Surgery and wound healing problems: Treatment with Avastin can lead to slow or incomplete wound healing (for example, when a surgical incision has trouble healing or staying closed). In some cases, this event resulted in fatality. Surgery and wound healing problems occurred more often in people who received Avastin than in the comparison group. Avastin therapy should not be started for at least 28 days after surgery and until the surgical wound is fully healed. The length of time between stopping Avastin and having voluntary surgery without the risk of wound healing problems following surgery has not been determined. Treatment with Avastin should be stopped at least 28 days before voluntary surgery and in people with wound healing problems following surgery that require medical treatment.
Severe bleeding: Treatment with Avastin can result in serious bleeding, including coughing up blood, bleeding in the stomach, vomiting of blood, bleeding in the brain, nosebleeds and vaginal bleeding. These events occurred up to five times more often in people who received Avastin. Across cancer types, 1.2 percent to 4.6 percent of people who received Avastin experienced severe to fatal bleeding. People who have recently coughed up blood (greater than or equal to a half teaspoon of red blood) or have serious bleeding should not receive Avastin. Treatment with Avastin should be permanently stopped if serious bleeding occurs (i.e., requiring medical attention).
In clinical trials for different cancer types, there were additional serious and sometimes fatal side effects that occurred in more people who received Avastin than in those in the comparison group. The formation of an abnormal passage from parts of the body to another part (non-GI fistula formation) was seen in 0.3 percent or less of people. Severe to life-threatening stroke or heart problems were seen in 2.4 percent of people. Too much protein in the urine, which led to kidney problems, was seen in less than 1 percent of people. Additional serious side effects that occurred in more people who received Avastin than those in the comparison group included severe to life-threatening high blood pressure, which was seen in 5 percent to 18 percent of people, and nervous system and vision disturbances (reversible posterior leukoencephalopathy syndrome), which was seen in less than 0.1 percent of people. Infusion reactions with the first dose of Avastin were uncommon and occurred in less than 3 percent of people and severe reactions occurred in 0.2 percent of people.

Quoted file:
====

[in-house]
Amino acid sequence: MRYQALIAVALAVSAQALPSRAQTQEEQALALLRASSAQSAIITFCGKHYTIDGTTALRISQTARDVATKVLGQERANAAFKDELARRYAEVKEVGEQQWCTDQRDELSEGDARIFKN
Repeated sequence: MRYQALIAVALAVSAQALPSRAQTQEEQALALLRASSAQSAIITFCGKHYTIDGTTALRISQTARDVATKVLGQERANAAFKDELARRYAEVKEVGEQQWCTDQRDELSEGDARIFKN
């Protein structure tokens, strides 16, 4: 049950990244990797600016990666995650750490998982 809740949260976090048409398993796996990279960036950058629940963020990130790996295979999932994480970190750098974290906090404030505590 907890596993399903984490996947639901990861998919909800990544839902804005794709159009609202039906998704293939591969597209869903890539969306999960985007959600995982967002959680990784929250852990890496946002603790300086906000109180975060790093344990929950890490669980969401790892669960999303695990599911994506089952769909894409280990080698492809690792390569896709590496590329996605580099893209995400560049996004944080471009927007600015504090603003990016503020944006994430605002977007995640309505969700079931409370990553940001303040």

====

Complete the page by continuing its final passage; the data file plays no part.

Common side effects that occurred in more than 10 percent of people who received Avastin for different cancer types, and at least twice the rate of the comparison group, were nosebleeds, headache, high blood pressure, inflammation of the nose, too much protein in the urine, taste change, dry skin, rectal bleeding, tear production disorder, back pain and inflammation of the skin (exfoliative dermatitis). Across all trials, treatment with Avastin was permanently stopped in 8.4 percent to 21 percent of people because of side effects.
Avastin may impair fertility. Patients who are pregnant or thinking of becoming pregnant should talk with their doctor about the potential risk of loss of the pregnancy or the potential risk of Avastin to the fetus during and following Avastin therapy, and the need to continue an effective birth control method for at least six months following the last dose of Avastin.
In the E2100 metastatic breast cancer trial, there was a 20.5 percent increase in severe to life-threatening and fatal side effects for Avastin plus paclitaxel chemotherapy vs. paclitaxel alone. Because mild side effects of Avastin plus paclitaxel were not studied, they are not known. Severe to life-threatening side effects that increased by 2 percent or more in people who received Avastin plus paclitaxel were numbness and tingling in the fingers and toes (24 percent vs. 18 percent), high blood pressure (16 percent vs. 1 percent), tiredness (11 percent vs. 5 percent), infection without reduced white blood cell counts (9 percent vs. 5 percent), white blood cells that contained harmful bacteria (6 percent vs. 3 percent), vomiting (6 percent vs. 2 percent), diarrhea (5 percent vs. 1 percent), bone pain (4 percent vs. 2 percent), headache (4 percent vs. 1 percent), nausea (4 percent vs. 1 percent), stroke (3 percent vs. 0 percent), dehydration (3 percent vs. 1 percent), infection (3 percent vs. 0.3 percent), rash (3 percent vs. 0.3 percent) and too much protein in the urine (3 percent vs. 0 percent). The most common severe to life-threatening and fatal side effects that increased by 5 percent or more in people who received Avastin plus paclitaxel vs. paclitaxel alone included numbness and tingling in fingers and toes (24 percent vs. 18 percent), high blood pressure (16 percent vs. 1 percent) and tiredness (11 percent vs. 5 percent). Congestive heart failure was seen in more people who received Avastin plus paclitaxel vs. paclitaxel alone (2.2 percent vs. 0.3 percent). Among people receiving prior anthracyclines, congestive heart failure was more common in people who received Avastin plus paclitaxel vs. paclitaxel alone (3.8 percent vs. 0.6 percent). Deaths due to side effects were seen in 1.7 percent (6 of 363) of people who received Avastin plus paclitaxel. Causes of death were the development of a hole in the stomach, small intestine or large intestine (2), heart attack (2) and diarrhea/abdominal pain/weakness/low blood pressure (2).
For full Prescribing Information and Boxed WARNINGS on Avastin please visit http://www.avastin.com.
Founded more than 40 years ago, Genentech is a leading biotechnology company that discovers, develops, manufactures and commercializes medicines to treat patients with serious and life-threatening medical conditions. The company, a member of the Roche Group, has headquarters in South San Francisco, California. For additional information about the company, please visit http://www.gene.com.